This was the last paper in a session that had to be closed in a rush in order for participants to catch the bus for the city tour. Discussion was about all three papers presented in this session, and didn’t allow for much discussion of this paper – this is not to imply that this presentation was not relevant.
Suitability for the book
As a sub-Saharan African perspective, this presentation would be very relevant to the book. The power point presentation is well structured, and could easily be expanded into a written chapter, given some time on the side of the presenter. One could request some concrete examples be included.
A focus is needed on good government, not just good governance.
Flexible, process-oriented funding mechanisms must be found (beyond breaking the rules), to make a people’s housing process responsive to the reality of the poor.
Ensuring housing policy is aligned with the principles of the People’s Housing Process.
Search for an appropriate policy response to Grootboom needs to be ongoing.
Relocation needs to be done in a responsive way. Need to find appropriate relocation packages, that also allow for choice, nut just buy-in.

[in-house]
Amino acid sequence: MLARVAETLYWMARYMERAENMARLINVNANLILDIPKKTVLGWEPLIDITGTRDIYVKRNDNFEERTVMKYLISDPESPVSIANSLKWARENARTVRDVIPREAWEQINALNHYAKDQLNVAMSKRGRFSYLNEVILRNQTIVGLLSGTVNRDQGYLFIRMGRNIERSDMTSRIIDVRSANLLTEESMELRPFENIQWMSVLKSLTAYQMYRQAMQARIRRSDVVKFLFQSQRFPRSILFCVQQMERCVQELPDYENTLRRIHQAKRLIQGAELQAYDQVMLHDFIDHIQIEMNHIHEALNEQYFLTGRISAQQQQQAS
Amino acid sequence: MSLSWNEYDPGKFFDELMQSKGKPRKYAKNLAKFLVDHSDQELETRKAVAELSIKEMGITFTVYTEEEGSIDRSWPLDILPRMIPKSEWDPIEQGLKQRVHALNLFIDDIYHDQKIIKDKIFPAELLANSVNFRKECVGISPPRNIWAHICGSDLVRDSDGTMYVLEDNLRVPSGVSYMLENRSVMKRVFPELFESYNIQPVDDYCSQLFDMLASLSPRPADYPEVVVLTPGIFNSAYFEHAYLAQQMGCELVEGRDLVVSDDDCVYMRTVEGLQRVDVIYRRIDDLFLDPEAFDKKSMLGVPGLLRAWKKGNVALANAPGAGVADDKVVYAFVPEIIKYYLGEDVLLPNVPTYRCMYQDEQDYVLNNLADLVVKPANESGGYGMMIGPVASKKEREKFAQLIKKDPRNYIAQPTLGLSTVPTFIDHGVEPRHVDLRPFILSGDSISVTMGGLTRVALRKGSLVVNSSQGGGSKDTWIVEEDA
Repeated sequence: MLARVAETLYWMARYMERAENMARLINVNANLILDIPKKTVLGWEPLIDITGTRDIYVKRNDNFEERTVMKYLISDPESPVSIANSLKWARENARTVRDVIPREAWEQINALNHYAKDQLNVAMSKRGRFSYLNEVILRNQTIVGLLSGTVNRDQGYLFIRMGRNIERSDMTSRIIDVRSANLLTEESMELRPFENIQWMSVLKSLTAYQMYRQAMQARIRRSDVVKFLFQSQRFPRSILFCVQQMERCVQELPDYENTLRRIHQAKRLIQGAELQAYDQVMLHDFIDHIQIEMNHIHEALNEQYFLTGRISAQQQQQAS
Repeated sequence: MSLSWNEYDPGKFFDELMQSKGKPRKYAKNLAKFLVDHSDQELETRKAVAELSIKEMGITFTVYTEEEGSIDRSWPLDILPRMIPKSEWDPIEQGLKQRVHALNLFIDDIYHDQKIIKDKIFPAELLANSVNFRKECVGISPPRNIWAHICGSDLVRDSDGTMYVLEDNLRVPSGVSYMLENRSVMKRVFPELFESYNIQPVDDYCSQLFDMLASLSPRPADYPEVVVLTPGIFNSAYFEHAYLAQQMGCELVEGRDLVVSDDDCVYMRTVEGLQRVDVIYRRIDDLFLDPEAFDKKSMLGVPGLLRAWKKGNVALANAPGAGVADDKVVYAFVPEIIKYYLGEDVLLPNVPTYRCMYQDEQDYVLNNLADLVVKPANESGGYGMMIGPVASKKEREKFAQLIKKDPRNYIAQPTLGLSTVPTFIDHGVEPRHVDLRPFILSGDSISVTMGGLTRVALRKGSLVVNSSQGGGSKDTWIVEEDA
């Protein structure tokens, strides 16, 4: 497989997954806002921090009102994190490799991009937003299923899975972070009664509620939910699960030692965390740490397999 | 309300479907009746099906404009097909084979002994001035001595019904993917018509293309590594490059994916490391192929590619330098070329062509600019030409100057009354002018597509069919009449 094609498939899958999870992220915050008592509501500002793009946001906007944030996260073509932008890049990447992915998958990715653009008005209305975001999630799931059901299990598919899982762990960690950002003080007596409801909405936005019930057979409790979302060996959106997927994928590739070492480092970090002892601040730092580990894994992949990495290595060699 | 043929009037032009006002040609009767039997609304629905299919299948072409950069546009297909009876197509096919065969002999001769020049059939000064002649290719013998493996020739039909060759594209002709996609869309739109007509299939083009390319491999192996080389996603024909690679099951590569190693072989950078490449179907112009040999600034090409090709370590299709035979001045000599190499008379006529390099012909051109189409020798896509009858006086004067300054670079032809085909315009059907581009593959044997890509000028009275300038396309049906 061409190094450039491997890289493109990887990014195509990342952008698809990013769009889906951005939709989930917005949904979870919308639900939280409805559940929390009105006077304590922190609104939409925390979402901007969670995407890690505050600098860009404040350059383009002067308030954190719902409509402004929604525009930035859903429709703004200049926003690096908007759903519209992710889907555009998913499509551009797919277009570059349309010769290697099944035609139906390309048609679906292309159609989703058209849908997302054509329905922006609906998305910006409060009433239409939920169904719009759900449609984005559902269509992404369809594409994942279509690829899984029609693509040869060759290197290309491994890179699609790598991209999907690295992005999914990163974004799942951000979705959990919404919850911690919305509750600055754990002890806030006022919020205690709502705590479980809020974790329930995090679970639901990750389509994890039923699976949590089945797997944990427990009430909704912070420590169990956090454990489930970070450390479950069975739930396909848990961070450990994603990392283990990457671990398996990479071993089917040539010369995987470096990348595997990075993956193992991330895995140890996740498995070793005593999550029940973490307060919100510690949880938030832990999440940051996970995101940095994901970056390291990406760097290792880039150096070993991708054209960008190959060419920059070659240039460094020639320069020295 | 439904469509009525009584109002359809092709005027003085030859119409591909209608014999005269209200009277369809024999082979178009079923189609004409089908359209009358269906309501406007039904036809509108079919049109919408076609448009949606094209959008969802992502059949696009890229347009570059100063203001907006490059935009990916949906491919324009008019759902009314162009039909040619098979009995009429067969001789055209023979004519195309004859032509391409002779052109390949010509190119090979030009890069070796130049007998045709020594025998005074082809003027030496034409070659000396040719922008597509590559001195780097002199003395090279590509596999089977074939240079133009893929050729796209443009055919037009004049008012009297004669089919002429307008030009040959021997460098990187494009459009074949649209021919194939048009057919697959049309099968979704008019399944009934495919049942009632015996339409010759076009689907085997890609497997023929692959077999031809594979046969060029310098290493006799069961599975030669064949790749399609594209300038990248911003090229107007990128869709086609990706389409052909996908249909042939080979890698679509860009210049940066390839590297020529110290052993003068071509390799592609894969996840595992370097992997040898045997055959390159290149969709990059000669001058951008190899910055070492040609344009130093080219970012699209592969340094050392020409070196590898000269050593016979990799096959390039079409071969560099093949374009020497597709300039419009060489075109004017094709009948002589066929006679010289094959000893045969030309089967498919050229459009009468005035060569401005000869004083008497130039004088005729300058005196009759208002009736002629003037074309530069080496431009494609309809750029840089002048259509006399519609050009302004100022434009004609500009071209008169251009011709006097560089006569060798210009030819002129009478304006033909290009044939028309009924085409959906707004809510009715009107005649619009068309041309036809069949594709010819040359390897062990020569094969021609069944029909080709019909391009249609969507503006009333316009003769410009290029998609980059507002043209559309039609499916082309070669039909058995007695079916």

Social and rental housing
It was asked, whether the current approach to social housing is still appropriate. It needs to be demand-driven, yet the demand is mainly for ownership.
In terms of getting banks to lend to social housing institutions, a carrot and stick approach is needed.
Back yard shacks/rental units need to be seen as a form of housing that can be improved, as there will always be a percentage of households that want to rent.
Need for a rental housing to complement home-ownership – this requires a re-focus in policy.
Subsidies and other housing finance
It was found that the subsidy bands are no longer relevant, due to inflation.
Should the capital subsidy for housing eventually be phased out altogether, or substantially restructured, so as not to skew the market?
Finance policy needs to be closely matched to housing policy. If incrementalism in our housing policy is to be emphasised, one will require a policy framework for incremental finance (room by room).
Housing and finance policy must show confidence in the bankability of the poor.
A policy response may be needed to the demand from the new social movements for free services. There was a comment that communities have little opportunity to voice their demands.